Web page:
These much ignored pieces of rural and urban furniture finally have a website of their own.
This is not the site to visit for technical information pertaining to telegraph poles. You'll find nothing about 10KVa transformers, digital telephone networking or even so much as a single volt.
This is a website celebrating the glorious everyday mundanitude of these simple silent sentinels the world over.
|from the simple...||through the interesting...||to the hieroglyphics||and the alluring|
|click the thumbnails above to view the gallerys.||more poles...|
We don't care what the wires contain either. They all carry electricity in some way be it the sparky stuff which boils your kettle, or the thinner stuff with your voice in it when you're on the phone.
Being the important person that I am (in the world of telegraph poles), I occasionally get visits from passing royalty. Such was the case last Tuesday when the contractors (and their lorry) from Carillion dropped in for a cup of finest Welsh tea and a slice of my wife's exquisite coffee and walnut cake. Agent X* and Agent Y* were on a skiving mission before meandering their way back to their depot somewhere over the border in the badlands of England.
Anyway, as well as the scrumptious bag of ceramic booty (see right) that they handed over as payment for said tea and cake, they also told me of the fabled lost pole of Bala Leisure Centre. A pole so laden with cross-spars and so bristling with an enormous double-sided bounty of ceramic insulators it must surely rank as the Jason's Golden Fleece of the telegraph pole enthusiasts world.
It is said that those (enthusiasts) who gaze upon its glory are smitten for all time and spend the remainder of their days wearing fur-edged outdoor coats whilst wandering the lanes trying to re-capture the moment of that first glance. I pressed my telegraphic friends for more information but they were more insterested in Everton football club and an ashtray for their fags. These men had seen this pole and yet were somehow emotionally unperturbed.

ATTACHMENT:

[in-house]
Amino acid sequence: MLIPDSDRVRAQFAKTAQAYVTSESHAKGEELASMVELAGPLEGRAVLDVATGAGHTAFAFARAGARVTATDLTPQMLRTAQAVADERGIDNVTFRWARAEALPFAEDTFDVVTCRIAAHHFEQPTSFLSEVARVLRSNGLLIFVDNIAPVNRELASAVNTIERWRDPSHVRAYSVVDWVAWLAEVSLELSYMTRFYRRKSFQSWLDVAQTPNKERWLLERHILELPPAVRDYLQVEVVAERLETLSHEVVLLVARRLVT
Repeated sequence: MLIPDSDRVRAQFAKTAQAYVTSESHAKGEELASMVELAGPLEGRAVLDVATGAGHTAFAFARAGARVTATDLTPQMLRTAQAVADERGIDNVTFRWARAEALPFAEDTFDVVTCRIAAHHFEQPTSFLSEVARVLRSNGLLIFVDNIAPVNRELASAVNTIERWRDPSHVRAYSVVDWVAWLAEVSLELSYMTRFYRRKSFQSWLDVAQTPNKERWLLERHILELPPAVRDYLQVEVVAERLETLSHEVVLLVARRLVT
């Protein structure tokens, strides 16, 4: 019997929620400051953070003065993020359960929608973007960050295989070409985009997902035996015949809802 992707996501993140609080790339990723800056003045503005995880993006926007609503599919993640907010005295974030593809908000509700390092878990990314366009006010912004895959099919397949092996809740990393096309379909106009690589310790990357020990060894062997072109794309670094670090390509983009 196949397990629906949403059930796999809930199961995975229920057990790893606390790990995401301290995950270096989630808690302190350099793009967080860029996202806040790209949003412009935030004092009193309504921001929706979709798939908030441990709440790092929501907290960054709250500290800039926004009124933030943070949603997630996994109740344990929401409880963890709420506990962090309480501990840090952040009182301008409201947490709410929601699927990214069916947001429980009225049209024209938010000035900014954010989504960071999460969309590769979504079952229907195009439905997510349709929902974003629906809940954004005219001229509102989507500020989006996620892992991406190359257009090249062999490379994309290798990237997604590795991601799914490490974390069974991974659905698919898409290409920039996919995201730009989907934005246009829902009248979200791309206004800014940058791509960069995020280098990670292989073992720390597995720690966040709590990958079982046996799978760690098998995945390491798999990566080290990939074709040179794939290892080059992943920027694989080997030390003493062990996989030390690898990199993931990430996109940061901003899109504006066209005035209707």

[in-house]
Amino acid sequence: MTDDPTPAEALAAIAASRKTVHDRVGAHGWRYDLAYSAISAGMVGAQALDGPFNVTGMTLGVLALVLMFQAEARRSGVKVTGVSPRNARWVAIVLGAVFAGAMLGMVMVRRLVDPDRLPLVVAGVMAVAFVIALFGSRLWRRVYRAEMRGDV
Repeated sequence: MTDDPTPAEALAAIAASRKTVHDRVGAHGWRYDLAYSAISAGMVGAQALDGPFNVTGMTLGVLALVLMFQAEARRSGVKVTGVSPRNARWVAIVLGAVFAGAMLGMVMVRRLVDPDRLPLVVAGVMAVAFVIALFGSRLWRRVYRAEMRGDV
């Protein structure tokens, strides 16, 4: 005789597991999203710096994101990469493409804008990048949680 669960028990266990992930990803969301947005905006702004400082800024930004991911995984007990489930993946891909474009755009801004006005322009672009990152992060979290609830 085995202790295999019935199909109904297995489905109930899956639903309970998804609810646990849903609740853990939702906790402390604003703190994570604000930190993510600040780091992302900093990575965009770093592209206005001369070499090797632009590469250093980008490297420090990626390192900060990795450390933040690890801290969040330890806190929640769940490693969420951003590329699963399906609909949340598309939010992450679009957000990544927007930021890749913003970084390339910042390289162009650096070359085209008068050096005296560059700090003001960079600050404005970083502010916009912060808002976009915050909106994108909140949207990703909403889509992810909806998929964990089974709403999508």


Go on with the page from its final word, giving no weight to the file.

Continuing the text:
As soon as I had waved them off and watched their telegraph pole truck disappear over the horizon I dashed into the house for my ordnance survey map of Bala and also for my trusted copy of the Gazetteers field guide to the telegraph poles of Great Britain and Ireland. Oh where is Anneka Rice when you need her? Watch this space....
*Not their real names
Martin Tapsell sent us this photograph of a favoured telephone pole in a quiet corner of Water Street in Deal, Kent. Whilst not bristling with ceramics, like many favourite poles, these Maypole-esque highly strung affairs are always a handsome find in suburbia. And they are usually popular among the dove and pigeon fraternity too (for some reason).
Deal, of course, is famous for its Timeball tower and is hence synonymous with telegraph poles and the transmission of the Greenwich Time Signal - mostly to passing ships (and Radio 4). The naval yard at Deal was once at the end of a long chain of telegraph stations stretching all the way from the Admiralty in London. To celebrate this history, Deal has a street called Telegraph Road. Perhaps we should think about moving there.
Like Martin tells us in his email, everywhere now, Telecom engineers seem to be busy burying wires, cables and fibre-optics. So take the chance now to get out there and photograph these poles while they're still part of our urban street furniture.Timeball photo courtesy of Dave Patten
Join the army.
Travel the world.
Meet interesting, exotic people...
and kill them.
Or... if you're a Royal Signals Engineer, erect telegraph poles all across their land.
Ex R. Sigs squaddie, and even ex-er GPO Engineering apprentice, Johnny Marsden has sent me some photos from his life up an army telegraph pole. Johnny, who lives considerably less than a million miles from me and has a V8 landrover he'd like help with, tells me he particularly loved the pole work whilst in the services. He also says that he got to play with the full spectrum of PLOH & UG, from open copper to Fibre Optics*1.
Clockwise from top left:
1. All in a day's work for a TeleMech in Borneo;
2. A messy pole in Romania, but as a world travelled ex-R.Sigs squaddie Johnny says he has seen and worked on much worse.
3. Cyprus WSBA, jointing in 88mH Loading Coils to an SSAC as part of a ~14 mile mixed cable route that was Loaded & Balanced between Episkopi & Akrotiri.
*1 Will no doubt mean something to our Honorary Technical Advisor, Keith S****.
Coming across a sick, broken or otherwise ailing telegraph pole always brings out the Samaritan in me. This latest pole (see previous post) was no different. Into my workshop for a bit of TLC wherein the application of a modicum of sawing, wire-brushing, hammering and swearing noises means they're all better now.
I have to say though, I haven't got many of these brown ceramics and they're a bit of a bugger* to remove from their pegs. Despite my inventiveness with some sticky roofing felt which I used to supplement my grip together with a plumber's wrench tool. These had to be cleaned up in situ.
Anyway, when you can take your eyes off my amazing lawn in the bottom photograph (no chemicals added) you can see the finished arms wood replete with shiny telegraphic furniture. I have a cunning plan for making a desk ornament out of this one. Watch this space.
* for want of a better word